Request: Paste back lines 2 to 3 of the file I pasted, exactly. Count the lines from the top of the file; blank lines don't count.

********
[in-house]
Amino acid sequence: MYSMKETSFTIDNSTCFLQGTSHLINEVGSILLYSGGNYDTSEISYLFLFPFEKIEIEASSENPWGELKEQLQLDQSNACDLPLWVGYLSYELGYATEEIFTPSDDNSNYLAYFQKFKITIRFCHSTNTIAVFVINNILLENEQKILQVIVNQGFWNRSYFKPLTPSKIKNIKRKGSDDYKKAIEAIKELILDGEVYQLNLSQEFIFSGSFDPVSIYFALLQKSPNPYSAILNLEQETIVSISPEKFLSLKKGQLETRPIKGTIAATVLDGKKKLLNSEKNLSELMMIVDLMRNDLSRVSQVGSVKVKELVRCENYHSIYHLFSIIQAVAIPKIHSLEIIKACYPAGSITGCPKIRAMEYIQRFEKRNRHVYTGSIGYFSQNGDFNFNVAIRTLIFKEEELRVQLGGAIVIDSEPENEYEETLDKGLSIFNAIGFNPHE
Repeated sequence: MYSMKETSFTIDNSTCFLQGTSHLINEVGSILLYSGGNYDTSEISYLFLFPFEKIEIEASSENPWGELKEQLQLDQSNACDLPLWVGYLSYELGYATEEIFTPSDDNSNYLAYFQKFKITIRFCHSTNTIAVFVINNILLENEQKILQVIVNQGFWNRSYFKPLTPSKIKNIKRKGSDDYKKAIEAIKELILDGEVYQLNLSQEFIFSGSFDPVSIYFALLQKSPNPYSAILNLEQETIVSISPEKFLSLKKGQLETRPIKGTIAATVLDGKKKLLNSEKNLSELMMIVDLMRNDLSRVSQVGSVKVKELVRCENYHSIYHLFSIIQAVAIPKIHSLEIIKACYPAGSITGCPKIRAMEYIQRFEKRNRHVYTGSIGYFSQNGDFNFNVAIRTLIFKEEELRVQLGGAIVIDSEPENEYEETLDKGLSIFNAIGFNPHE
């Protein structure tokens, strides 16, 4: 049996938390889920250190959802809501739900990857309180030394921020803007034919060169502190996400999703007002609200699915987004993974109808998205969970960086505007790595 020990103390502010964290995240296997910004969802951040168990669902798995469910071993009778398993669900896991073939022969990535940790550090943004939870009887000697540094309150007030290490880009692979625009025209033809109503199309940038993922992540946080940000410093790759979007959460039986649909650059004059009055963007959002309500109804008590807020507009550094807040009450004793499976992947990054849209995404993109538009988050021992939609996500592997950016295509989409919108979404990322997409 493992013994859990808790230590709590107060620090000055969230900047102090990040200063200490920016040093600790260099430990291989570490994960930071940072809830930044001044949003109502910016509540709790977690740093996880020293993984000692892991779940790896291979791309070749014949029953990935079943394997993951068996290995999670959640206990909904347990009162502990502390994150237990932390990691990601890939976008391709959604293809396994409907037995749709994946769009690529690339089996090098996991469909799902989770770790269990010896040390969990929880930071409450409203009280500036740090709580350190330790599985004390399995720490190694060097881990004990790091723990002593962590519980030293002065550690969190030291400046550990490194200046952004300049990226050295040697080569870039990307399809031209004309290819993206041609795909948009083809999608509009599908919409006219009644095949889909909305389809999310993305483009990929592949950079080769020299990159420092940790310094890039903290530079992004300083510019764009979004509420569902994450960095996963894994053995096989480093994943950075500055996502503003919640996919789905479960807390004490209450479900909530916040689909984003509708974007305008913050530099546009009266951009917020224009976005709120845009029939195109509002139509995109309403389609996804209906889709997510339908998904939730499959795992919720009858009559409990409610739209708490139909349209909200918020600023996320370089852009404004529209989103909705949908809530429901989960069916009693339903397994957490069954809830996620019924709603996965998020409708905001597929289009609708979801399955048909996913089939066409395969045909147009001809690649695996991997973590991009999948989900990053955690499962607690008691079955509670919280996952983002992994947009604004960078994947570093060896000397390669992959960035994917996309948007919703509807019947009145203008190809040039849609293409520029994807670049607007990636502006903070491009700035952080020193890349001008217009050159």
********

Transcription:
Amino acid sequence: MYSMKETSFTIDNSTCFLQGTSHLINEVGSILLYSGGNYDTSEISYLFLFPFEKIEIEASSENPWGELKEQLQLDQSNACDLPLWVGYLSYELGYATEEIFTPSDDNSNYLAYFQKFKITIRFCHSTNTIAVFVINNILLENEQKILQVIVNQGFWNRSYFKPLTPSKIKNIKRKGSDDYKKAIEAIKELILDGEVYQLNLSQEFIFSGSFDPVSIYFALLQKSPNPYSAILNLEQETIVSISPEKFLSLKKGQLETRPIKGTIAATVLDGKKKLLNSEKNLSELMMIVDLMRNDLSRVSQVGSVKVKELVRCENYHSIYHLFSIIQAVAIPKIHSLEIIKACYPAGSITGCPKIRAMEYIQRFEKRNRHVYTGSIGYFSQNGDFNFNVAIRTLIFKEEELRVQLGGAIVIDSEPENEYEETLDKGLSIFNAIGFNPHE
Repeated sequence: MYSMKETSFTIDNSTCFLQGTSHLINEVGSILLYSGGNYDTSEISYLFLFPFEKIEIEASSENPWGELKEQLQLDQSNACDLPLWVGYLSYELGYATEEIFTPSDDNSNYLAYFQKFKITIRFCHSTNTIAVFVINNILLENEQKILQVIVNQGFWNRSYFKPLTPSKIKNIKRKGSDDYKKAIEAIKELILDGEVYQLNLSQEFIFSGSFDPVSIYFALLQKSPNPYSAILNLEQETIVSISPEKFLSLKKGQLETRPIKGTIAATVLDGKKKLLNSEKNLSELMMIVDLMRNDLSRVSQVGSVKVKELVRCENYHSIYHLFSIIQAVAIPKIHSLEIIKACYPAGSITGCPKIRAMEYIQRFEKRNRHVYTGSIGYFSQNGDFNFNVAIRTLIFKEEELRVQLGGAIVIDSEPENEYEETLDKGLSIFNAIGFNPHE